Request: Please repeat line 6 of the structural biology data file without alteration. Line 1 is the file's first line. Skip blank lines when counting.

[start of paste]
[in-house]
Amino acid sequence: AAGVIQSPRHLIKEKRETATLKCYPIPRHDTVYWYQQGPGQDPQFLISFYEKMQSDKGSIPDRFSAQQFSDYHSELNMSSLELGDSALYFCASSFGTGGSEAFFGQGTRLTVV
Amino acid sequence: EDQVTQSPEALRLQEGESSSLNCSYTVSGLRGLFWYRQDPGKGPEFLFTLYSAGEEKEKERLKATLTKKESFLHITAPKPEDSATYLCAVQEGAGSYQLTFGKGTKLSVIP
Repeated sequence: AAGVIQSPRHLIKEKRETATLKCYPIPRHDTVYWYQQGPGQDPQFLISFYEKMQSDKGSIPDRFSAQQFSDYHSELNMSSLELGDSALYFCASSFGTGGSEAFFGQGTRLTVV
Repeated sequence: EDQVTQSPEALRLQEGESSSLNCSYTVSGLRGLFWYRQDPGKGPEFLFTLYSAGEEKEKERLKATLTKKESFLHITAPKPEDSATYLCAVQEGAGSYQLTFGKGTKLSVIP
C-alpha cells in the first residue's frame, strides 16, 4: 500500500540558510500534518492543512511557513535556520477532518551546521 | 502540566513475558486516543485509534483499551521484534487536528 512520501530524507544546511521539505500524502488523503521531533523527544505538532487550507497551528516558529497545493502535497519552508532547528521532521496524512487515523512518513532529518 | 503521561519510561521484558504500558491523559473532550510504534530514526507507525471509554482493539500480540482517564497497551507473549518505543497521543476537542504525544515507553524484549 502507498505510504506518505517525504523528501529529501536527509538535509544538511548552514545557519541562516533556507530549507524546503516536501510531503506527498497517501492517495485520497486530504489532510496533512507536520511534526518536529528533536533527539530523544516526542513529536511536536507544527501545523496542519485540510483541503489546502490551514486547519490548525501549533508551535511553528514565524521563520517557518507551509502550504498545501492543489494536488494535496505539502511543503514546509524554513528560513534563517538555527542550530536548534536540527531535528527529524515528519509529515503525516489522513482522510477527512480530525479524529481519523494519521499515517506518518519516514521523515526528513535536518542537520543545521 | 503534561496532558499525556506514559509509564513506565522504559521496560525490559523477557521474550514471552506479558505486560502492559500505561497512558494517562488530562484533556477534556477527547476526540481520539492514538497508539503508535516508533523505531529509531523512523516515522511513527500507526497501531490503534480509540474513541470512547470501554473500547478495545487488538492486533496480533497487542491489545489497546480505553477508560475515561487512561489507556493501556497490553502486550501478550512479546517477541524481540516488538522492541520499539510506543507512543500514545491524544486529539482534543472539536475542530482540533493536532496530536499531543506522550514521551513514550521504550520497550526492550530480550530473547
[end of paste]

C-alpha cells in the first residue's frame, strides 16, 4: 500500500540558510500534518492543512511557513535556520477532518551546521 | 502540566513475558486516543485509534483499551521484534487536528 512520501530524507544546511521539505500524502488523503521531533523527544505538532487550507497551528516558529497545493502535497519552508532547528521532521496524512487515523512518513532529518 | 503521561519510561521484558504500558491523559473532550510504534530514526507507525471509554482493539500480540482517564497497551507473549518505543497521543476537542504525544515507553524484549 502507498505510504506518505517525504523528501529529501536527509538535509544538511548552514545557519541562516533556507530549507524546503516536501510531503506527498497517501492517495485520497486530504489532510496533512507536520511534526518536529528533536533527539530523544516526542513529536511536536507544527501545523496542519485540510483541503489546502490551514486547519490548525501549533508551535511553528514565524521563520517557518507551509502550504498545501492543489494536488494535496505539502511543503514546509524554513528560513534563517538555527542550530536548534536540527531535528527529524515528519509529515503525516489522513482522510477527512480530525479524529481519523494519521499515517506518518519516514521523515526528513535536518542537520543545521 | 503534561496532558499525556506514559509509564513506565522504559521496560525490559523477557521474550514471552506479558505486560502492559500505561497512558494517562488530562484533556477534556477527547476526540481520539492514538497508539503508535516508533523505531529509531523512523516515522511513527500507526497501531490503534480509540474513541470512547470501554473500547478495545487488538492486533496480533497487542491489545489497546480505553477508560475515561487512561489507556493501556497490553502486550501478550512479546517477541524481540516488538522492541520499539510506543507512543500514545491524544486529539482534543472539536475542530482540533493536532496530536499531543506522550514521551513514550521504550520497550526492550530480550530473547